For as long as I can remember, I have wanted my dad to tell me about his experience in Vietnam. Everything seems to go back to that year — who he was, who he is, what the USMC bulldog on his right forearm really stands for. Whenever I would ask him to tell me about it, he would only reply, “I don’t want you to be ashamed of me. Of what I saw. Of the things I had to do.” If you know me, you know that I love to ask questions and long to know everything about anything. Especially in relation to my mother, whom I barely remember, and my father, who is just really fucking weird and awesome. Obviously.
Yesterday, the ol’ man informed me, “Today is the Marine Corps birthday. Did you get me a present? And Applebee’s lets veterans eat free on Friday, so you need to take me to dinner.” I did not get him a present, but I cooked him dinner last night and baked him a cake with little toy soldiers doing dirty things in the chocolate frosting (because this is my pop we’re talking about). We watched Vietnam in HD on the History Channel, and he finally opened up, if only a little. And I started to truly get what makes the ol’ man tick. I will never fully understand, because I wasn’t there. But it makes sense. The man he was. And the man he is.
Dad: That’s Da Nang Airbase in 1965. That’s where I flew into Vietnam in 1969.
Me: Is that how you remember it?
Dad: No. In 1969, it was the busiest airbase in the world, with more takeoffs and landings than any airport.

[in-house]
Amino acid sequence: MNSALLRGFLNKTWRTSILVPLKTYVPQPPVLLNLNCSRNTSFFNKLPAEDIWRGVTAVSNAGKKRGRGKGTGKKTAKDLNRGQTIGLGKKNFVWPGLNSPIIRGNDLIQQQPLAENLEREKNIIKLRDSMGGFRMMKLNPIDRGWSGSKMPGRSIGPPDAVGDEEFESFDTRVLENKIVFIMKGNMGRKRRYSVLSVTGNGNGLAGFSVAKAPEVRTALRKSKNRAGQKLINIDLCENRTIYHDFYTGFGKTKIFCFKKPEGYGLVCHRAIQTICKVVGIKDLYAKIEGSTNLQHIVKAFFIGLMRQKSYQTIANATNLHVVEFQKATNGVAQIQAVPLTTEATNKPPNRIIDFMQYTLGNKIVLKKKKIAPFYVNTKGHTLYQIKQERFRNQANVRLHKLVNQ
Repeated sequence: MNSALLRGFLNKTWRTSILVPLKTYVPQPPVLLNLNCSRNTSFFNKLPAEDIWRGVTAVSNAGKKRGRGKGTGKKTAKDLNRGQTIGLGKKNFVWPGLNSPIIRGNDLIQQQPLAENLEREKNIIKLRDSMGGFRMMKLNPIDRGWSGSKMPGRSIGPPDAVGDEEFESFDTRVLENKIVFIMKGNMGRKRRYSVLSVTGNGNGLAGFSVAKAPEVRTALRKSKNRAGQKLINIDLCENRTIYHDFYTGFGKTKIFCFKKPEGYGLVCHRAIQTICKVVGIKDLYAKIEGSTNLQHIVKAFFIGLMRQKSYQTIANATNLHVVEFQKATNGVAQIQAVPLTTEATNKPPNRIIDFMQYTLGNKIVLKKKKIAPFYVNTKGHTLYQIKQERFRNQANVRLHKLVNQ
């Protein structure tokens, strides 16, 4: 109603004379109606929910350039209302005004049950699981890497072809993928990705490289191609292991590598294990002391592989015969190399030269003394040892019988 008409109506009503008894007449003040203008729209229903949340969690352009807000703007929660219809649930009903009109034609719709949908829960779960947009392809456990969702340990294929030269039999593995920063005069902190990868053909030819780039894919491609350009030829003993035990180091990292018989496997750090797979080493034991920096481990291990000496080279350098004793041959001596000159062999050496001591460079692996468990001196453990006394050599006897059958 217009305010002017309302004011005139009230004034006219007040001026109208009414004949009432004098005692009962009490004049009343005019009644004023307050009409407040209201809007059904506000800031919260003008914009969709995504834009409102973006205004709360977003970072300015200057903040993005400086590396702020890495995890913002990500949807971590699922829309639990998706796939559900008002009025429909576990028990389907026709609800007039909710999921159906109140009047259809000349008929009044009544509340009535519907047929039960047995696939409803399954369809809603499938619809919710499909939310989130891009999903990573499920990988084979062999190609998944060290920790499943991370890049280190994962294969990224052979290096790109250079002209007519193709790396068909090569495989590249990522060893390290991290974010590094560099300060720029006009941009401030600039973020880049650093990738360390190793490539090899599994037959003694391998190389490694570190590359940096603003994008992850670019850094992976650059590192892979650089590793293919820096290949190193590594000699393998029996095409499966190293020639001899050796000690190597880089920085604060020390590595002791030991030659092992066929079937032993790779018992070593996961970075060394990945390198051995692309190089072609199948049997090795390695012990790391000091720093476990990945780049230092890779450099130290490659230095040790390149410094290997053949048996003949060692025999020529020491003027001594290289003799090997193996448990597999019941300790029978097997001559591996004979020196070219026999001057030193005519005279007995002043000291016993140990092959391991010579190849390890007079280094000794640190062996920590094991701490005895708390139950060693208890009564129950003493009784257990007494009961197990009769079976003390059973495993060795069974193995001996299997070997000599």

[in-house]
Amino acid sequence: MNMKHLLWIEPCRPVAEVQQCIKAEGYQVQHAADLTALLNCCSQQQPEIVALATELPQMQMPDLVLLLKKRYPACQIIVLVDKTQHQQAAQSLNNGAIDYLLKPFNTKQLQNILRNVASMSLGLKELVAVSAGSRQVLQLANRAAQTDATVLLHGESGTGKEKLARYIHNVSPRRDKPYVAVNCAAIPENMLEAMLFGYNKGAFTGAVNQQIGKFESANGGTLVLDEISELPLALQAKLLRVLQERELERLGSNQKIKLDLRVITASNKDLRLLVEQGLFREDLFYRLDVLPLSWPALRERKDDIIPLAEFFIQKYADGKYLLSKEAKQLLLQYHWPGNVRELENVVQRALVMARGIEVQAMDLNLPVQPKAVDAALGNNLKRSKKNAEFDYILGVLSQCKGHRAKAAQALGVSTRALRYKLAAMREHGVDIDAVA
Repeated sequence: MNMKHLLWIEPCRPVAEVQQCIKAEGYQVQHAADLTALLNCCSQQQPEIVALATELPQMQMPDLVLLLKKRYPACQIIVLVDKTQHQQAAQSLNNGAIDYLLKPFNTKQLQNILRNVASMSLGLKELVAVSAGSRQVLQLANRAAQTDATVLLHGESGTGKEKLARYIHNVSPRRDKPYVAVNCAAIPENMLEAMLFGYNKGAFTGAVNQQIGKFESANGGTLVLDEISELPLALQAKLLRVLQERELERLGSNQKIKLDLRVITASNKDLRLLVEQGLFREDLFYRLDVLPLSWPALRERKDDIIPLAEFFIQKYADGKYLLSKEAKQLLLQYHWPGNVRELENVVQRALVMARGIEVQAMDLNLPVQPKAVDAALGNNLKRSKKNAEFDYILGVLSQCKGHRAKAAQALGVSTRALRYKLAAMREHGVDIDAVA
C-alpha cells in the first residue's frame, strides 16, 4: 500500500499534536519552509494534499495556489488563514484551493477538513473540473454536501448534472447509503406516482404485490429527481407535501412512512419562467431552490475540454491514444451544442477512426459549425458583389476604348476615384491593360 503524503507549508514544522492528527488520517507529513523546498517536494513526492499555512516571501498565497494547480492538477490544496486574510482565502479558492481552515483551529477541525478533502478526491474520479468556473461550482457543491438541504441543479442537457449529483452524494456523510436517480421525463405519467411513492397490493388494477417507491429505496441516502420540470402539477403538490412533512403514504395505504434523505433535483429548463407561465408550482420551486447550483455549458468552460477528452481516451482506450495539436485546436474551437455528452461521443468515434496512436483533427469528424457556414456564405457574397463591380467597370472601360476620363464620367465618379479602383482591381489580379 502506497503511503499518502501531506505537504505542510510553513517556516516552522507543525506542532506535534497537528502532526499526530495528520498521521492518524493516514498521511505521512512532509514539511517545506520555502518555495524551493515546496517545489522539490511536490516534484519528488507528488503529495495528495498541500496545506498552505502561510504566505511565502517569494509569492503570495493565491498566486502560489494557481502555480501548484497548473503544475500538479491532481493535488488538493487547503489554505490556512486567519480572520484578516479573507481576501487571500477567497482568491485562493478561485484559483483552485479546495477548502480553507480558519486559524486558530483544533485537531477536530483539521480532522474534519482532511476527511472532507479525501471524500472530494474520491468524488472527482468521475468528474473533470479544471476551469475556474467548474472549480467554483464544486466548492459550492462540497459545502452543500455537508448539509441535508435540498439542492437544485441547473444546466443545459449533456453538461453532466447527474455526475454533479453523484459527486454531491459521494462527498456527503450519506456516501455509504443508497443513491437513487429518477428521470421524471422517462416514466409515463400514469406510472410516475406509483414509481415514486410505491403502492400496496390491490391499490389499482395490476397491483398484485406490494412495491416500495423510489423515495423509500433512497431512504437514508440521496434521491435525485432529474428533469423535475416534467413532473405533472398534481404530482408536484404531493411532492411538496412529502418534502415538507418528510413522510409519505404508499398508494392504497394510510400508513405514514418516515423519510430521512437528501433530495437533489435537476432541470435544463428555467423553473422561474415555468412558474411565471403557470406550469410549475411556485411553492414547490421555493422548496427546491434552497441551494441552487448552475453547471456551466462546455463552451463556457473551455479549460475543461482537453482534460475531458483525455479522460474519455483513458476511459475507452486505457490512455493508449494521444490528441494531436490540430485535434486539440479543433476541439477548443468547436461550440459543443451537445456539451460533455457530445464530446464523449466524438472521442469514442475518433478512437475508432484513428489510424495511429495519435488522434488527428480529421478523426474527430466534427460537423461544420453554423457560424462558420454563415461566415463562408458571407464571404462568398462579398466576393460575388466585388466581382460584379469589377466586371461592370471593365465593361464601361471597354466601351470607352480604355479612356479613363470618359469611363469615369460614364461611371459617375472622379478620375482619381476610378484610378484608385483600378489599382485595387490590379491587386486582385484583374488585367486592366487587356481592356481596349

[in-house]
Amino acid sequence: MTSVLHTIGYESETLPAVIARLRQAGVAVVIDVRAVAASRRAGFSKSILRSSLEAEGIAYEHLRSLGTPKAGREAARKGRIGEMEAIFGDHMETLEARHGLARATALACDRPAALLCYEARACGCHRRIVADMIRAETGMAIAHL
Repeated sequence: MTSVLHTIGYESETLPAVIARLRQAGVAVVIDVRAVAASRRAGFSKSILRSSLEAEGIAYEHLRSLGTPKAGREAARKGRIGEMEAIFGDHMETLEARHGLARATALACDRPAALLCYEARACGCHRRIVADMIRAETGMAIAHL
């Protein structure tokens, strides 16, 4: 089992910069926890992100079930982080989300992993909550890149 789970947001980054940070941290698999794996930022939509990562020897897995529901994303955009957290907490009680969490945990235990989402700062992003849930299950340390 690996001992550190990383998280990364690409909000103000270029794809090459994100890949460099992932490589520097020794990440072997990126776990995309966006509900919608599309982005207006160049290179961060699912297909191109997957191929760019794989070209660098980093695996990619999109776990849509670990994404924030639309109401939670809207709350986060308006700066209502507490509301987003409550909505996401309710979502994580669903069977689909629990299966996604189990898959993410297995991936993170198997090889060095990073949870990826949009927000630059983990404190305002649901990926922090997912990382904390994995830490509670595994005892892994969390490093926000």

Me: Busier than New York?
Dad: The busiest in the WORLD. It’d make New York look like a titty.
Me: That doesn’t make sense to me.
Dad: Like a little titty?
Me: Yea, I don’t get it.
A member of the U.S. Marine Corps at 19 years old, my dad was stationed just south of Da Nang in October 1969 and returned in September 1970 a heroin addict with anger issues. During those 11 months, my dad saw and did things that no human should. It’s the stuff of war movies, only the blood is not fake, and the injured soldiers are your friends. I will not get into the details of what was said, but I will say this — I am not ashamed. I am only proud that my father, my hero, did what he had to do for our country. It isn’t fair that we sent our own teenage boys (boys who couldn’t even legally drink) to battle Viet Cong communists, only to have our soldiers return to be spat upon. “It’s fucked up,” my dad says. And I agree.
Dad: I returned home from Vietnam in September of 1970. I got to the airport at 4am. No one would look at me, no one would sit next to me. I called my parents, ‘I’m home. Can you come pick me up from the airport?’ My mom said, ‘Why didn’t you call us last night?’ ‘I wanted to surprise you.’ ‘Well, we’ll come pick you up after your father has breakfast.’ I had to take a cab home.
Me (tears in my eyes): I hate that. I would have picked you up immediately. And I would have brought you a Starbucks.
My father would do anything for me. ANYTHING. I have never longed for hugs, kisses, praise and love. I may not have a mother, but I am so fortunate to have one amazing, phenomenal father. Despite his incessant farts, affinity for expired foods and obsession with bad Tupperware.
Happy Veterans Day, Dad. Thank you for all you have done and for all you do. I am so blessed to have you in my life, and I don’t regret moving home a single bit. I will see you at Applebee’s tonight. xox -The Girl Child